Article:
Australia’s economy has taken an important step on the long road to recovery after expanding by 3.3 per cent in the September quarter.
Economists have urged caution, however, saying it’s too early to say recovery is complete: the federal government is winding back mechanisms and unemployment remains high.
Just one day after the Reserve Bank governor said Australia’s economic recovery had so far been better than expected, the Australian Bureau of Statistics on Wednesday published a set of national accounts showing the national economy had grown for the first time this year.
The ABS figures revealed the largest quarterly increase in GDP since 1976 in the September quarter. But this came immediately after the largest quarterly contraction on record.
“As a result, economic activity fell 3.8 per cent through the year to September quarter,” said Michael Smedes, head of national accounts at the ABS.
Households were the main driver of the partial recovery.
As restrictions were lifted and social distancing eased, consumers increased their spending on goods and services by 7.9 per cent over the quarter – marking the largest quarterly rise in the 60-year history of the national accounts.
Outside Victoria, Australians rushed back to restaurants and pubs after a forced sabbatical and spent more money on recreation, transport, and cultural activities.
Home improvement also figured highly, with demand for household appliances, audio visual equipment and furniture remaining elevated as people continued working from home.
Yet overall household spending was 6.5 per cent lower than the same time last year, as the recovery came after a record 12.5 per cent fall in the June quarter, and the household savings ratio was 18.9 per cent.
Indeed APAC economist Callam Pickering said economic activity across the board was well below its level a year ago.
He said the drop in activity had been “greater than in both the early 1980s and early 1990s recessions” and the next stage of the recovery would be harder than the first.
“The recovery going forward will become more difficult. The gains made in the September quarter largely reflect the reopening of the Australian economy,” he said.
As we shift into 2021, we will begin to see the impact of removing JobKeeper and JobSeeker supports, with economic gains better reflecting overall market conditions.”
According to government data, more than 1.5 million Australians were receiving JobKeeper in November and roughly 1.3 million were receiving JobSeeker in October.
On January 4, the fortnightly JobKeeper payment will fall from $1200 to $1000 for full-time workers and from $750 to $650 for part-time workers. And the maximum JobSeeker payment for single adults with no children will fall from $815.70 a fortnight to $715.70 on January 1.
ANZ senior economist Felicity Emmett described the latest GDP results as “impressive”, but said it was “too early to say the economy is out of recession”.
“With 17.4 per cent of the labour force unemployed or working fewer hours than they would like, it will be some time before we can be confident that the economy is out of the woods,” she said.
But there’s some cause for optimism.
“Government stimulus has clearly helped to support incomes and spending,” Ms Emmett said.
“Support for households has been very strong, but the effect of the stimulus is most apparent on profits, with the profit share rising to a fresh record high.”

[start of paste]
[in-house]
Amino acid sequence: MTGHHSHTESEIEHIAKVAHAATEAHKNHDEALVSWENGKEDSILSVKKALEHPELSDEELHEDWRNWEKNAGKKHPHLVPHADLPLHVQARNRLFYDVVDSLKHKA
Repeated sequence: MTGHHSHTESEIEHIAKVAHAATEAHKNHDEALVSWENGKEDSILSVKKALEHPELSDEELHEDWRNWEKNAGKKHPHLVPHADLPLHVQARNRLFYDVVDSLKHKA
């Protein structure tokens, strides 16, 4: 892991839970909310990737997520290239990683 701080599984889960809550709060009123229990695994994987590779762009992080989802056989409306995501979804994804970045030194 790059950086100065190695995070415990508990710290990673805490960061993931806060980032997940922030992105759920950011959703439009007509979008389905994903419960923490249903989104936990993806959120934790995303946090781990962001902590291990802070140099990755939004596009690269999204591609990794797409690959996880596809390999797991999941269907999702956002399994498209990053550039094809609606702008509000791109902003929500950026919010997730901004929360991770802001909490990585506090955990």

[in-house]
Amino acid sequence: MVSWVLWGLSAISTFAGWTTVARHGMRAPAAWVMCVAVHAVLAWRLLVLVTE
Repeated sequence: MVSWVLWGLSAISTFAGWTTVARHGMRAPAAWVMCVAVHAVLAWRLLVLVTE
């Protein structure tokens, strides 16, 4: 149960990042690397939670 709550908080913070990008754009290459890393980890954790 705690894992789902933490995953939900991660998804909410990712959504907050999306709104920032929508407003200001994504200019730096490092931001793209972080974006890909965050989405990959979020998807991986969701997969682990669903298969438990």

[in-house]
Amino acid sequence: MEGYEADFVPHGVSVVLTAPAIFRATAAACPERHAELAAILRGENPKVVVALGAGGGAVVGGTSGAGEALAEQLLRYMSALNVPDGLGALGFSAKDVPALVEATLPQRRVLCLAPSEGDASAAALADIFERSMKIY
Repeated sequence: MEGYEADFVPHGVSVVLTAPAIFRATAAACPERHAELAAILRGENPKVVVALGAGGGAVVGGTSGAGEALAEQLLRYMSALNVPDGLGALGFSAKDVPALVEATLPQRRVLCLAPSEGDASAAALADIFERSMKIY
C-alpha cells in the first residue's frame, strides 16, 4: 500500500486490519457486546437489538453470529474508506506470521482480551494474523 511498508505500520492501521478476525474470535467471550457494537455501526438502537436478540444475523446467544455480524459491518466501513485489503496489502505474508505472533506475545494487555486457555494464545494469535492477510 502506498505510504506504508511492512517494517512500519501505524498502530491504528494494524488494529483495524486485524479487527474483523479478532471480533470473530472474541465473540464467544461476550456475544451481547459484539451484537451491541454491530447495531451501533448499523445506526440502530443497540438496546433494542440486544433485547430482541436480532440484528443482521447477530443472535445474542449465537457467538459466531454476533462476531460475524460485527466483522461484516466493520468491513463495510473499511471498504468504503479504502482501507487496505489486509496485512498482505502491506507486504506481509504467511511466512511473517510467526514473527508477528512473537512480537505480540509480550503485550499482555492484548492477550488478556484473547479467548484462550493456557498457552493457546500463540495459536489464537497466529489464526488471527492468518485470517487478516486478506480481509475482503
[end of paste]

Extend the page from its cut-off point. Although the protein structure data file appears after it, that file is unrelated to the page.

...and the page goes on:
Meanwhile, credit and debit card spending collated separately by ANZ and Commonwealth Bank suggest that household consumption has continued to rise in the December quarter – buoyed by Victoria’s reopening and promising news on the vaccine front.
Data released by the ABS on Tuesday also points to a strong recovery in home building on the back of government incentives and record-low interest rates.
“Looking ahead, it is our assessment that GDP will post an increase of [roughly] 2 per cent over [the fourth quarter],” said Gareth Aird, head of Australian economics at Commonwealth Bank.
“The labour market has continued to improve over the December quarter and our internal credit and debit card data indicates that household consumption has pushed higher.
“Based on today’s numbers we estimate that overall GDP will be down by 2.8 per cent in 2020.
“That is a huge contraction in a historical context but it is an outcome which will compare favourably with many other economies in 2020.”
What Treasurer Josh Frydenberg said
Mr Frydenberg said the figures should give Australians “hope and optimism”, though he acknowledged the economy had a long way to go.
He said in a press conference that “Australia
“Australia’s recession may be over, but Australia’s economic recovery is not,” Mr Frydenberg told reporters in Canberra.
“There is a lot of ground to make up and many Australian households and many Australian businesses are doing it tough – very tough.”
What shadow treasurer Jim Chalmers said
Dr Chalmers said the rebound in GDP was welcome “but unsurprising given the easing of restrictions around much of Australia and the fact it is coming off an extraordinarily low base”.
“Morrison and Frydenberg shouldn’t be congratulating themselves while Australians are still hurting, jobless queues are still getting longer, and the chronic challenges of insecure work and underemployment remain,” he said in a written statement.
“Instead of building a strong, inclusive recovery with secure, well-paid jobs, the Morrison government is indulging tired old ideological obsessions like cutting super, cutting support for the unemployed, and winding back consumer protections.
“The lack of a proper plan for jobs and their attacks on wages weakened the economy and made Australians vulnerable going into this recession and will jeopardise the recovery as well.”